New EU migration plans threaten the rights, safety and dignity of refugees and migrants

New EU migration plans threaten the rights, safety and dignity of refugees and migrants

24th July 2018
 
Oxfam has condemned today’s suggestion by the European Commission on plans for new ‘controlled centres’ for refugees and migrants inside the EU and its proposed arrangements for disembarking migrants rescued in the Mediterranean in countries outside the EU.
 
Reacting to the news, Oxfam Ireland’s Chief Executive Jim Clarken said: “What the European Commission calls ‘controlled centres’ are de facto detention camps. This idea has been tried before and only succeeded in leaving vulnerable people in deplorable, inhumane conditions in so-called ‘EU hotspots’ in Italy and Greece. Rather than creating more camps, European governments must reform the European asylum system so that it is based on responsibility sharing between all member states and puts people’s personal safety, needs and rights first.
 
“Refugees in ‘EU hotspots’ regularly wait over two years for authorities to make a decision on their asylum claims, through procedures that are often opaque and unfair. This puts asylum seekers, many of whom are already traumatised or victims of trafficking, in a legal limbo without access to basic services such as healthcare or education for children.
 
“If EU member states are already struggling to provide proper care and a fair process for assessing asylum claims, there is no reason to believe that ‘disembarkation platforms’ outside the EU will be any better. This is just another attempt to offload Europe’s responsibilities onto poorer countries outside of the EU and directly threatens the rights of women, men and children on the move.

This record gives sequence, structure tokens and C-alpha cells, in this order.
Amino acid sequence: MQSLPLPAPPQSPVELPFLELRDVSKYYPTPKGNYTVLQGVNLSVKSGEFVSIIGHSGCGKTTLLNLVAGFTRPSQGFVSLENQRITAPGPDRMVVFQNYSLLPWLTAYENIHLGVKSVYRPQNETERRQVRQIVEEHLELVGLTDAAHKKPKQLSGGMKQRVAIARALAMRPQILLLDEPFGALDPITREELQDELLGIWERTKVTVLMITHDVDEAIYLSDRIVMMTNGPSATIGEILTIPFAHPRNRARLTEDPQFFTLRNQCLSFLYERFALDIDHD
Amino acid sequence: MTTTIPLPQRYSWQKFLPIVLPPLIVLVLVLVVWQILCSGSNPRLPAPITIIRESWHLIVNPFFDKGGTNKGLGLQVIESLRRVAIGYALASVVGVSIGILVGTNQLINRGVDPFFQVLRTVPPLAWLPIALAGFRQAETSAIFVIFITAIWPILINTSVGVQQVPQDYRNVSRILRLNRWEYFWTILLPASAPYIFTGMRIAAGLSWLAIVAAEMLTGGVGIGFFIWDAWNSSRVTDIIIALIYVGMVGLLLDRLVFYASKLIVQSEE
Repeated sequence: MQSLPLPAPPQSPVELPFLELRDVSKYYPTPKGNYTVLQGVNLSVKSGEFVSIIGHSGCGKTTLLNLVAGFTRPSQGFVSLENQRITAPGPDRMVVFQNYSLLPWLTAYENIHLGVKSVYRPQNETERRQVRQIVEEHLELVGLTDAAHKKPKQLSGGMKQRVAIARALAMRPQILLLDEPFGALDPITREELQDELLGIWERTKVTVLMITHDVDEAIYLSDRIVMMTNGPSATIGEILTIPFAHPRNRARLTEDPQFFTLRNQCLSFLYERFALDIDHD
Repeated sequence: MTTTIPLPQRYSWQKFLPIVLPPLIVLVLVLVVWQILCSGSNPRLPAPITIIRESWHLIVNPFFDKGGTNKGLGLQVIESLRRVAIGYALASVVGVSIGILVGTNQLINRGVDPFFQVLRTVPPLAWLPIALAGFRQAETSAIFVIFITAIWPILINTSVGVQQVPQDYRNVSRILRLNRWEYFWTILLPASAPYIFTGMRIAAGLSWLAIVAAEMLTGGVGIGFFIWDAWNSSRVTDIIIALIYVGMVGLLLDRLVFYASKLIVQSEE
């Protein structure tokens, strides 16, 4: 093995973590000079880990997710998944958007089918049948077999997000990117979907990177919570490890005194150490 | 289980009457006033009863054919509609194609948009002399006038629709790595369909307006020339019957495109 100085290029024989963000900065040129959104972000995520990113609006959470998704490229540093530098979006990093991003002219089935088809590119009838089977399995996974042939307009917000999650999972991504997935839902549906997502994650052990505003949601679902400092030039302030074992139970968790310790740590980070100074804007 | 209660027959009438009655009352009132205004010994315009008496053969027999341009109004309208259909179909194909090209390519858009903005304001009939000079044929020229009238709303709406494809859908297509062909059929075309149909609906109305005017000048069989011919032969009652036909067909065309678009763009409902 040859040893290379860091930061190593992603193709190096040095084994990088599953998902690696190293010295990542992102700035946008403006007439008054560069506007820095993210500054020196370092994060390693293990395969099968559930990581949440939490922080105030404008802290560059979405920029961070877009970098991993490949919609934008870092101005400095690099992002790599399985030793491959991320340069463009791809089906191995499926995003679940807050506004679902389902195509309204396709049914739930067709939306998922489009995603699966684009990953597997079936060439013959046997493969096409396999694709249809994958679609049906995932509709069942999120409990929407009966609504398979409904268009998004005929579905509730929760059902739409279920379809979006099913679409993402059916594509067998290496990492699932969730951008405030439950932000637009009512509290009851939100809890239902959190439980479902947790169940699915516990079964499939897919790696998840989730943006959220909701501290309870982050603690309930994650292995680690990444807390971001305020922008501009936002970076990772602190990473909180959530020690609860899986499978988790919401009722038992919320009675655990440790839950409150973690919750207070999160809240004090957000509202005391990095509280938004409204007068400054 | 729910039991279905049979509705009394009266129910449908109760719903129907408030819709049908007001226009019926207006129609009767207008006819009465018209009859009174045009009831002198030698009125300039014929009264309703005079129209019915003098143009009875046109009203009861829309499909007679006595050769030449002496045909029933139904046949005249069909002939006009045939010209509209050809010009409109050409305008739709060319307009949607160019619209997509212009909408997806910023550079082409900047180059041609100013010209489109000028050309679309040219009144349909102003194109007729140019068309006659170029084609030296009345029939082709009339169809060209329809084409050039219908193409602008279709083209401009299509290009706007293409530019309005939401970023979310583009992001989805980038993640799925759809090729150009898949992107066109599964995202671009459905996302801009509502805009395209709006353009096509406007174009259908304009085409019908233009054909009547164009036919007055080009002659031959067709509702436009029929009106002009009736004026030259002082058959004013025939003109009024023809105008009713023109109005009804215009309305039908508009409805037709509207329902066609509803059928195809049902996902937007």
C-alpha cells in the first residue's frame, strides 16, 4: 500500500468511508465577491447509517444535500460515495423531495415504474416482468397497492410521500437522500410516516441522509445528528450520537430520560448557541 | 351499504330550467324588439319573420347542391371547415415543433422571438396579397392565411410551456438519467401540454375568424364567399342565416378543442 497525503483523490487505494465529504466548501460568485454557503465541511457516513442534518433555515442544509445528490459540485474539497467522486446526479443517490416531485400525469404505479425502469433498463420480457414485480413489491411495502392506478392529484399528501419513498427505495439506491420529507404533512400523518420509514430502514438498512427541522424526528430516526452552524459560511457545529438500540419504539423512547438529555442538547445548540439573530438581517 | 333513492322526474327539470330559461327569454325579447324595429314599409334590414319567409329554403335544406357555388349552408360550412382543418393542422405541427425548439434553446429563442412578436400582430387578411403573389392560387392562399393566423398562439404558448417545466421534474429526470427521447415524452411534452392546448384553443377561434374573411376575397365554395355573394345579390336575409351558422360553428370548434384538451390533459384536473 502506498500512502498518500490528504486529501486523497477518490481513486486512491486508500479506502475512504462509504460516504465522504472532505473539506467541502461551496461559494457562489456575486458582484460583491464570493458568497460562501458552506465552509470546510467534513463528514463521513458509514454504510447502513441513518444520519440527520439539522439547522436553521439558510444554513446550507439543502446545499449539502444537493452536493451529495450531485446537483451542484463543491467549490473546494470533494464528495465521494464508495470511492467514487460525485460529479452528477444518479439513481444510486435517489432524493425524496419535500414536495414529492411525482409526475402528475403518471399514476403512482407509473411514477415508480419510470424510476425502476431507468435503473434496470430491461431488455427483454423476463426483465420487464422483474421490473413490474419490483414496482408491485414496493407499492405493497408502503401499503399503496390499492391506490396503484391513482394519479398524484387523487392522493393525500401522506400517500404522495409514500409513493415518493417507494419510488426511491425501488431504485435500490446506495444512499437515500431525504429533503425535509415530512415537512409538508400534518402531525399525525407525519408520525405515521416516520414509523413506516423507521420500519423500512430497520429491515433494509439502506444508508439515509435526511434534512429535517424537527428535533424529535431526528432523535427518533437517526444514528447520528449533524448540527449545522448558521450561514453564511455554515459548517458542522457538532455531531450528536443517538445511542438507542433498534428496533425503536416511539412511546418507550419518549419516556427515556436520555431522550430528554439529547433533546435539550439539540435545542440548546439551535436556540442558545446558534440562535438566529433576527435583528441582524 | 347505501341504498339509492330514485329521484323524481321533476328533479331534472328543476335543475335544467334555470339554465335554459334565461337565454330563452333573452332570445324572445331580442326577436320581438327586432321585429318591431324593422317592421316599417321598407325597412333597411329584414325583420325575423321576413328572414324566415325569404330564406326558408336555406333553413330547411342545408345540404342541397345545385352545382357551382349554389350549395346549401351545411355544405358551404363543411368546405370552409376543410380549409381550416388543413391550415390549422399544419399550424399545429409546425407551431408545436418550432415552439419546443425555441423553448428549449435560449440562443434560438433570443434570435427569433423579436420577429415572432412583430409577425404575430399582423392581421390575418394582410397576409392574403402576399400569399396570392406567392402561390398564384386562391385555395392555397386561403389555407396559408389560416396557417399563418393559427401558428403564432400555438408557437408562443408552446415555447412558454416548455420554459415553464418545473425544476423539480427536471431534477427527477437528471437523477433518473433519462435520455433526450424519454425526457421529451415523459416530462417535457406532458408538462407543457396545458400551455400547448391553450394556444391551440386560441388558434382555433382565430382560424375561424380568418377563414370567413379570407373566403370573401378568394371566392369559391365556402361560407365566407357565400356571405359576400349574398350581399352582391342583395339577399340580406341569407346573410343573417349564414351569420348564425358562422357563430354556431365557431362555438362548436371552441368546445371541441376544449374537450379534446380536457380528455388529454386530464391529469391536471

“Ireland needs to work with other EU member states to find lasting solutions for people seeking safety in Europe that go beyond so-called ‘controlled centres’. One way that Ireland can contribute to a humane European response is by amending its current restrictive policy on refugee family reunification. Right now, Ireland’s rules keep many refugee families apart and make it almost impossible for them to be re-united. Children turned 18 are separated from their parents, grandparents from their grandchildren, and elder brothers and sisters from their younger siblings.
 
 
“Having passed all stages in the Seanad with cross-party support, the International Protection (Family Reunification) (Amendment) Bill 2017 must now be brought before the Dáil as soon as possible so as to enact the urgent change that is needed for families in need of protection.”
 
 
ENDS
 
CONTACT:
 
REPUBLIC OF IRELAND: Alice Dawson-Lyons, Oxfam Ireland, on +353 (0) 83 198 1869 or at alice.dawsonlyons@oxfamireland.org 
 
NORTHERN IRELAND: Phillip Graham on 0044 (0) 7841 102535 / phillip.graham@oxfamireland.org
 
Notes to editors:
 
  • European leaders at the EU Summit on 28 June failed to agree on reforms to the common European asylum system, instead allowing internal rows to shape the EU’s migration policy. EU leaders called for the development of “controlled centres” on EU soil, and invited the Council and the Commission to explore the concept of “regional disembarkation platforms” in third countries.
  • According to the Commission, no country will be approached for “regional disembarkation arrangements” until 30 July, when the United Nations High Commissioner for Refugees, the International Organisation for Migration and the European Commission meet to discuss the issue.
  • In June 2018, the number of asylum seekers on the Greek islands reached the unprecedented figure of 17,800. In the island’s hotspot, Moria camp and its extension the ‘Olive Grove’ (not including the protected areas and the pre-removal centre in Moria), there are 72 people per functioning toilet and 84 people per functioning shower.
  • People often spend months in the dark waiting for their asylum claims to be processed. Many refugees do not have access to legal aid, either because they are not informed of their right to a lawyer or because there are not enough lawyers available.
  • Children as young as 12 are being abused, detained and illegally returned to Italy by French border guards, according to an Oxfam report published on 15 June.